I am a full-time working mom. The best thing employers can do is be understanding and encourage flexible work hours.

Posted by: SS | August 18, 2006 8:45 AM

I have to mention this book after reading all the comments yesterday about parents' divorce. It's "The Unexpected Legacy of Divorce" by Judith Wallerstein.

As an adult whose parents divorced when I was a kid, this book blew me away. It made me realize that a lot of issues in my marriage stem from growing up in a divorced family, and surprisingly also how I treat my oldest daughter.

I recommend it for anyone whose life has been touched by divorce, whether you are a parent who is divorcing and want to understand what your kids need, or if your spouse comes from a divorced family, and especially if you yourself grew up in a divorced family.

Sorry to hijack the comments; I just wanted to share this because I have found it so helpful.

Posted by: anonomom | August 18, 2006 8:47 AM

but this whole losing yourself thing happens regularly. It happens when you get engaged and you stop being able to "hunt" for the next new thing in your life, it happens when you're not going out partying each night, it happens when you buy a house and therefore need to make yourself do chores around the house (instead of 'mom' telling you to do them) There are so many times when you lose yourself.

The worst part was when our friends weren't at the same stage we were--we were in a committed relationship, they weren't. Resentment abounded. Now some of them have kids, and so even though I don't have kids, I try really really hard to do kid activities and really reach out to them because I can remember how left out I felt when we were the more mature couple of the group. There's that great quote, "shift happens" (as opposed to sh&t happens)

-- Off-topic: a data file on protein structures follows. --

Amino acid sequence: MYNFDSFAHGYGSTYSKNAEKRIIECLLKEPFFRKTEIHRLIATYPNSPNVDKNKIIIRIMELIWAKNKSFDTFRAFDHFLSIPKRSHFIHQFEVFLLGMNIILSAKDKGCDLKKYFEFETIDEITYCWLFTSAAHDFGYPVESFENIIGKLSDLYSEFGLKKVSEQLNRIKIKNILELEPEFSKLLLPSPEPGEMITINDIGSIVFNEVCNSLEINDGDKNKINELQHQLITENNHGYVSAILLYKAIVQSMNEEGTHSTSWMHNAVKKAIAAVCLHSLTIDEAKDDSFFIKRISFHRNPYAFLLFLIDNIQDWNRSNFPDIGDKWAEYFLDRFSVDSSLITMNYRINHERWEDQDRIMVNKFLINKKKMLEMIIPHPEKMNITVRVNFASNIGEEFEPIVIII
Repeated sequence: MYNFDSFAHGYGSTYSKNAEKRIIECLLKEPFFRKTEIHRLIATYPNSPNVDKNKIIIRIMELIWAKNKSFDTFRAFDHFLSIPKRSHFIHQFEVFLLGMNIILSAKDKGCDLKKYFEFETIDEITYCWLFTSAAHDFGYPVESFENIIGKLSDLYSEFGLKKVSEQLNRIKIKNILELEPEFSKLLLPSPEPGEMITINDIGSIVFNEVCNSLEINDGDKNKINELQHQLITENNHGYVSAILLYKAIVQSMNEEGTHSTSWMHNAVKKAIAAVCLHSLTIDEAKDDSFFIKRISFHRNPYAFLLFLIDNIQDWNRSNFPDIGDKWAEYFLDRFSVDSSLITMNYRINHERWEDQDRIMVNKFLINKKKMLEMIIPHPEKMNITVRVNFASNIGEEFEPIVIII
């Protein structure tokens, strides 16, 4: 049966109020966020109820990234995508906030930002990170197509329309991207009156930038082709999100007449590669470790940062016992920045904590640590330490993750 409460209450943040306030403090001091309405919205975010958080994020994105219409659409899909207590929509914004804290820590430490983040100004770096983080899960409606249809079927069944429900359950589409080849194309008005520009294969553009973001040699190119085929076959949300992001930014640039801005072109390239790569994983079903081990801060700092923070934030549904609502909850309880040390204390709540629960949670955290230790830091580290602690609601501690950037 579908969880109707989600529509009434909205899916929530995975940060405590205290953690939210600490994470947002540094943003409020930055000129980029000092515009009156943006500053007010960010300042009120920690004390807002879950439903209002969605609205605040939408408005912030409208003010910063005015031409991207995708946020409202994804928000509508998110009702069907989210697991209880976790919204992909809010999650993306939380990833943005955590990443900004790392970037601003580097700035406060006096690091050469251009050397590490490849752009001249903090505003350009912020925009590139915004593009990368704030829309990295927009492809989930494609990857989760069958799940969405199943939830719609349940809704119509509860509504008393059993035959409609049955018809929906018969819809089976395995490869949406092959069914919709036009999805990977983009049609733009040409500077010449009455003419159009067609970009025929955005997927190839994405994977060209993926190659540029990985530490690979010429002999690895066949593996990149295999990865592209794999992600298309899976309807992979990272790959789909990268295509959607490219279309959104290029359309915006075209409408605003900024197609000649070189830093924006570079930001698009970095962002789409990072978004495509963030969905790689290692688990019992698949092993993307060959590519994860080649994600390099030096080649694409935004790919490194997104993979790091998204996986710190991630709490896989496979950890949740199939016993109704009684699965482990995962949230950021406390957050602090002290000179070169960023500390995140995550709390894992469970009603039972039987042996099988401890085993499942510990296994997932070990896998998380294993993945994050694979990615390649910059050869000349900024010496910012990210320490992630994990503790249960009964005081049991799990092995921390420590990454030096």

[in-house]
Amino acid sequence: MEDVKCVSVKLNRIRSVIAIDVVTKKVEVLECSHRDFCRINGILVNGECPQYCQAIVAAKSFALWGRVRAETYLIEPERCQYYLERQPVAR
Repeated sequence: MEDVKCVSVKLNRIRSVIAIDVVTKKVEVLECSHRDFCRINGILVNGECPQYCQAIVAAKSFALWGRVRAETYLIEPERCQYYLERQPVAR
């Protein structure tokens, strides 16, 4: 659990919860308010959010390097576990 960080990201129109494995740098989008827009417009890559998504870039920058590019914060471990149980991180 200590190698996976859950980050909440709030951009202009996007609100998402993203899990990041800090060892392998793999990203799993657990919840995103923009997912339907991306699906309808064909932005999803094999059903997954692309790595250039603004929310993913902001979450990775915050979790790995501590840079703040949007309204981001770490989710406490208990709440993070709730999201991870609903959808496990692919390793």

When i start into parenthood life is going to stop revolving around me. I'm not ready right now to give up being selfish, and so i'm holding off a bit longer. The other day I realized that I wouldn't resent giving a way a bunch of my opportunities to my children to nuture them and give them opportunities and that its actually quite a n honor.

I think people forget that they've gone through these horrible lost themselves phases so many times (or maybe they haven't, and they're stuck going through two at once, which has totally got to hurt a lot!) but its like the day when you get up and make your bed, brush your teeth, and fix something on th e house, not because you want to, but because you need to, and no one told you to, there's no reward outside of yourself, you just lost a piece of yourself, the piece of you that wasn't responsible for anything, but now you know that you can stand on your own.

-l.

Posted by: ljb | August 18, 2006 8:49 AM

You know, if the worst decision in your life is having a child and how it will cause you to Lose yourself, then you have lived a pretty good life.

Lets look at the negatives that the child will bring, instead of the positives that the child will bring to your life. It's no wonder people are so messed up now a days. It's all about ME. The world is a big place and not everything is about you.

If you FEAR losing yourself due to having a child, do us ALL a favor and don't have the child...

Posted by: Joe D. | August 18, 2006 8:55 AM

Ignore Dad with Kids from A-Z's comments. How nasty and unisightful.

Your feelings are your feelings and he has no right to say you have a "chip on your shoulder" or any other stupid thing he asserted. Many women feel as you do and I actually feel that women who SAH are missing a lot and part of that is their own identity. But it's their choice and there are women who do that willingly. Good for them. Doesn't make them any better. For many of us, that would not make us happy. And would not make our children happy. I spent my childhood trying to get my mother to venture out and DO something besides carpool. Her whole identity was based on my father's. Wouldn't work for me.

So what I'm trying to say, many of us feel as you do.

Posted by: To Arlmom | August 18, 2006 9:06 AM

To Dad with Kids from A-Z-

Where did you get the idea that Arlmom has a chip on her shoulder? She's just being honest about her feelings--and in many ways I could have written her post.